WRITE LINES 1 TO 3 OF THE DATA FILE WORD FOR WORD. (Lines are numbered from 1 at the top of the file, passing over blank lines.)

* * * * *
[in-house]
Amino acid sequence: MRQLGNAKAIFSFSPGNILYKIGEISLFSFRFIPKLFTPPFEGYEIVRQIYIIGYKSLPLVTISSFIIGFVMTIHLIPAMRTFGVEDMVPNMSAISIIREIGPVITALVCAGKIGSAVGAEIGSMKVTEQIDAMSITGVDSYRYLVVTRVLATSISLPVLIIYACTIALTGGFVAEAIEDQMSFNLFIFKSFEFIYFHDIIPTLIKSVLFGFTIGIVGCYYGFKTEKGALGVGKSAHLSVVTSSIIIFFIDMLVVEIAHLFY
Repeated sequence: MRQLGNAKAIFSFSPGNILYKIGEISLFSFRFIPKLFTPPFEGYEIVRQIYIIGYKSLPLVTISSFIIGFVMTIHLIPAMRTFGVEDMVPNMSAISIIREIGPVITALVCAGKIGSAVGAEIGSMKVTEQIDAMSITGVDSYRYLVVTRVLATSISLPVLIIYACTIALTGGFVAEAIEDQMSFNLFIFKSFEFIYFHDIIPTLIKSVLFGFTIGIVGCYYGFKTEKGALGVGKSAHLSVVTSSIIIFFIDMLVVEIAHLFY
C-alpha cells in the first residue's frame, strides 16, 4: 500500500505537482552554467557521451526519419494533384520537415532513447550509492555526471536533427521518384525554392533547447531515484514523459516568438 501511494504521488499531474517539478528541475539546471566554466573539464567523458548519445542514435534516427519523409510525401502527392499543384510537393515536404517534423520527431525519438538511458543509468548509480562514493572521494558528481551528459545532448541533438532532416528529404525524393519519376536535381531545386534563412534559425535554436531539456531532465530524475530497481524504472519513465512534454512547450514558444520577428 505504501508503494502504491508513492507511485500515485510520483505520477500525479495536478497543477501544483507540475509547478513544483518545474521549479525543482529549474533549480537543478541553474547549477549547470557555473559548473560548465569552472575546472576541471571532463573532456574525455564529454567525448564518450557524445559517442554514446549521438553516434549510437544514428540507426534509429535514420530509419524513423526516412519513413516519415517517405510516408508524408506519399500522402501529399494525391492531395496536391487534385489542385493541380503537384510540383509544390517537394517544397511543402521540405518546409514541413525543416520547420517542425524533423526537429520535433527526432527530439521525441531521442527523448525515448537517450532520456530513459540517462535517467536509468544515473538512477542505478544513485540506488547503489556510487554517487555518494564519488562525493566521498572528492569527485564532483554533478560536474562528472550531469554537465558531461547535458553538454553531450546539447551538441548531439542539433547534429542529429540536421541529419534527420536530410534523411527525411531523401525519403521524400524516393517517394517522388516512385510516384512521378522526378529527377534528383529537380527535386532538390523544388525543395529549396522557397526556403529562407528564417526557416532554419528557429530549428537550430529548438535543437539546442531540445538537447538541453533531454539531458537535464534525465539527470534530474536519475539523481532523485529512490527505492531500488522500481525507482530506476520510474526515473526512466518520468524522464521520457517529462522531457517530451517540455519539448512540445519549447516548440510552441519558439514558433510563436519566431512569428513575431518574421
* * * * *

[in-house]
Amino acid sequence: MRQLGNAKAIFSFSPGNILYKIGEISLFSFRFIPKLFTPPFEGYEIVRQIYIIGYKSLPLVTISSFIIGFVMTIHLIPAMRTFGVEDMVPNMSAISIIREIGPVITALVCAGKIGSAVGAEIGSMKVTEQIDAMSITGVDSYRYLVVTRVLATSISLPVLIIYACTIALTGGFVAEAIEDQMSFNLFIFKSFEFIYFHDIIPTLIKSVLFGFTIGIVGCYYGFKTEKGALGVGKSAHLSVVTSSIIIFFIDMLVVEIAHLFY
Repeated sequence: MRQLGNAKAIFSFSPGNILYKIGEISLFSFRFIPKLFTPPFEGYEIVRQIYIIGYKSLPLVTISSFIIGFVMTIHLIPAMRTFGVEDMVPNMSAISIIREIGPVITALVCAGKIGSAVGAEIGSMKVTEQIDAMSITGVDSYRYLVVTRVLATSISLPVLIIYACTIALTGGFVAEAIEDQMSFNLFIFKSFEFIYFHDIIPTLIKSVLFGFTIGIVGCYYGFKTEKGALGVGKSAHLSVVTSSIIIFFIDMLVVEIAHLFY